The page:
Students and graduates with crippling student loans have been left off of the $484 billion stimulus bill passed on April 23 by the House of Representatives.
Instead, most of the funding of the bill focuses on providing assistance to small businesses suffering due to statewide shutdowns as a result of the pandemic. It aims to keep the afloat. Funding will also provide assistance for coronavirus testing.
President Trump signed the bill into law on April 24.
Forbes featured a useful breakdown of where the money is being allocated under the plan, also known as the PPP Healthcare Enhancement Act:
- Payment Protection Program (PPP): $310 billion
- Emergency money for health system: $75 billion
- Economic Injury Disaster Loan program: $50 billion
- Testing and contact tracing capabilities: $25 billion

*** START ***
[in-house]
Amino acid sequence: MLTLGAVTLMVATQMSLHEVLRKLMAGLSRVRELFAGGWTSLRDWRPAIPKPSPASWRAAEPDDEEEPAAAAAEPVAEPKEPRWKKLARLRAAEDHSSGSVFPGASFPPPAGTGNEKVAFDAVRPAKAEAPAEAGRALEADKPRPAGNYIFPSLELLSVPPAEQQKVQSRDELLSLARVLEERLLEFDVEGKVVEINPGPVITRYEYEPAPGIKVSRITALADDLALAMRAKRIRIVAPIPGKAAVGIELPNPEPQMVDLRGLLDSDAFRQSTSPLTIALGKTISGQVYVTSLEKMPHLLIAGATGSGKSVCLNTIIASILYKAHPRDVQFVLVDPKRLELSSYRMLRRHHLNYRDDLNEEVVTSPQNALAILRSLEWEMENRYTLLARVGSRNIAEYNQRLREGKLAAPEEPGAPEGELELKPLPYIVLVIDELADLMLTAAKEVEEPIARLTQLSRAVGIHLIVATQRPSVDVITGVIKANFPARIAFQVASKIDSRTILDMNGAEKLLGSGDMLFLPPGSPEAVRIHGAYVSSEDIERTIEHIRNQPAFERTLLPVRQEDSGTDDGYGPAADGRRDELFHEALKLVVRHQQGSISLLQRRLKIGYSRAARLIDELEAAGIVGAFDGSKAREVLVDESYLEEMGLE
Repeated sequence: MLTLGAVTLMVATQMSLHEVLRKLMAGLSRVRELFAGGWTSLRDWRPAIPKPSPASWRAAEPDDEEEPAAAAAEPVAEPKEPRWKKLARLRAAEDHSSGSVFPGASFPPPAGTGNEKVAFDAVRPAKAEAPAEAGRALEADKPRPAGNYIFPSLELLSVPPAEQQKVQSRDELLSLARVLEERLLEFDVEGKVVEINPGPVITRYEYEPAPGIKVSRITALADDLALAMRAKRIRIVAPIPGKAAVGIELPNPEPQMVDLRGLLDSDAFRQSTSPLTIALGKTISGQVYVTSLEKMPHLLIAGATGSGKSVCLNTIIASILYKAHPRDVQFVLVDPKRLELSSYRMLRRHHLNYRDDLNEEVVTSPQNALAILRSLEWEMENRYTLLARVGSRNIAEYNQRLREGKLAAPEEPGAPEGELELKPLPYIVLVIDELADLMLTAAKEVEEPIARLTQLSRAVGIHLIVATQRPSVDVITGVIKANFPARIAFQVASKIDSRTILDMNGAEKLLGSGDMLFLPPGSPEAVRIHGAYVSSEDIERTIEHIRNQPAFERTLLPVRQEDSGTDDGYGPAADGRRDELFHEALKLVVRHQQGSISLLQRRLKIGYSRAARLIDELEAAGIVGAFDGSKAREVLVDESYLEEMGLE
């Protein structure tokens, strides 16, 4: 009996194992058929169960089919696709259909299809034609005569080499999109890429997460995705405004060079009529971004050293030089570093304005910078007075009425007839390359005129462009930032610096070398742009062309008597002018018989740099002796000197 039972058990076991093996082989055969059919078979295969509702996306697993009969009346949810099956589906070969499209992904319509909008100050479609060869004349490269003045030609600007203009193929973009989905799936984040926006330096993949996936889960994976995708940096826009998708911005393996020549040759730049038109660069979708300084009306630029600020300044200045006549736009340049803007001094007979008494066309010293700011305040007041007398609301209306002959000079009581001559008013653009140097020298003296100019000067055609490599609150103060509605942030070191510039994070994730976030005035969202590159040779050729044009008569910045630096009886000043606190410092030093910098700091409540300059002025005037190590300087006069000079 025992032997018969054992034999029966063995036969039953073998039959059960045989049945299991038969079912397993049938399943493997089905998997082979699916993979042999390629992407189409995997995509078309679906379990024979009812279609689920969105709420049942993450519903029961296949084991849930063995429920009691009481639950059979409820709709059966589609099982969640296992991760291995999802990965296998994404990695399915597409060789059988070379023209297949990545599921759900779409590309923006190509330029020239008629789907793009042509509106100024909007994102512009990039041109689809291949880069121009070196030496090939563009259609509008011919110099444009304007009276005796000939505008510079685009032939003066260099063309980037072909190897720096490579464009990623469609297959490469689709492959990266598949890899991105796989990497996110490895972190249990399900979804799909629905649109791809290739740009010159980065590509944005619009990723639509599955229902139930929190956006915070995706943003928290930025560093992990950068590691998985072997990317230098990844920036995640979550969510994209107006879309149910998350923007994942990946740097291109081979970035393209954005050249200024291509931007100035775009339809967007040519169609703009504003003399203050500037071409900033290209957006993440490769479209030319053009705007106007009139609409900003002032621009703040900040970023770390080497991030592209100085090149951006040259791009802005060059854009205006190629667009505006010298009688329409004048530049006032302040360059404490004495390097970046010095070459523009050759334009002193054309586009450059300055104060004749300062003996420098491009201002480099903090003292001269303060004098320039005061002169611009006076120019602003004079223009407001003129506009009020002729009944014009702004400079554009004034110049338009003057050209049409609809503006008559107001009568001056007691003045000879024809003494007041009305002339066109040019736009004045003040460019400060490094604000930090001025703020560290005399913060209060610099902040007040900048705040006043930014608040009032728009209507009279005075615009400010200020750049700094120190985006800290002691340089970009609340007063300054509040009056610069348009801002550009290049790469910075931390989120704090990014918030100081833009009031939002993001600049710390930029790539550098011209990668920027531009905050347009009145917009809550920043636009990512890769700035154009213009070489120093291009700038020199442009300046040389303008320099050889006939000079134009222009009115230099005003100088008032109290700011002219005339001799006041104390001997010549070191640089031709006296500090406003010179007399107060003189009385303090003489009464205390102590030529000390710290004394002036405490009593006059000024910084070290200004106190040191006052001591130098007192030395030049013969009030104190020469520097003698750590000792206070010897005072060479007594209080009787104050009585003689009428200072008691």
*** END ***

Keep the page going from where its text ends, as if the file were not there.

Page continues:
- PPP administrative costs: $12 billion
- Emergency Economic Injury Grant program: $10 billion
- Small Business Administration salaries and expenses: $2 billion
While student loan forgiveness wasn’t included in this bill, Congress has made efforts to help out those plagued by debt that they suddenly cannot pay off.
Last month, the CARES Act suspended all federal student loan payments, ended collections and other actions against defaulted borrowers, and stopped the accrual of interest from March 13 through September 30.
There have also been many proposed student loan forgiveness plans including one from Senate Democrats that wants to forgive $10,000 in loans, another from former Vice President Joe Biden forgiving loans for all undergrad tuition for borrowers making less than $125,000 per year along with a proposed $750 billion student loan plan utilizing income-driven repayment, and one from Sen. Elizabeth Warren proposing to cancel the debt of 95% of Americans.
The United States Public Interest Research Group also announced that a newly announced agreement will protect the finances of millions of Americans who owe money on student loans.
Members of Congress have proposed other stimulus packages including a second stimulus check that would pay Americans $2,000 a month until things go back to normal.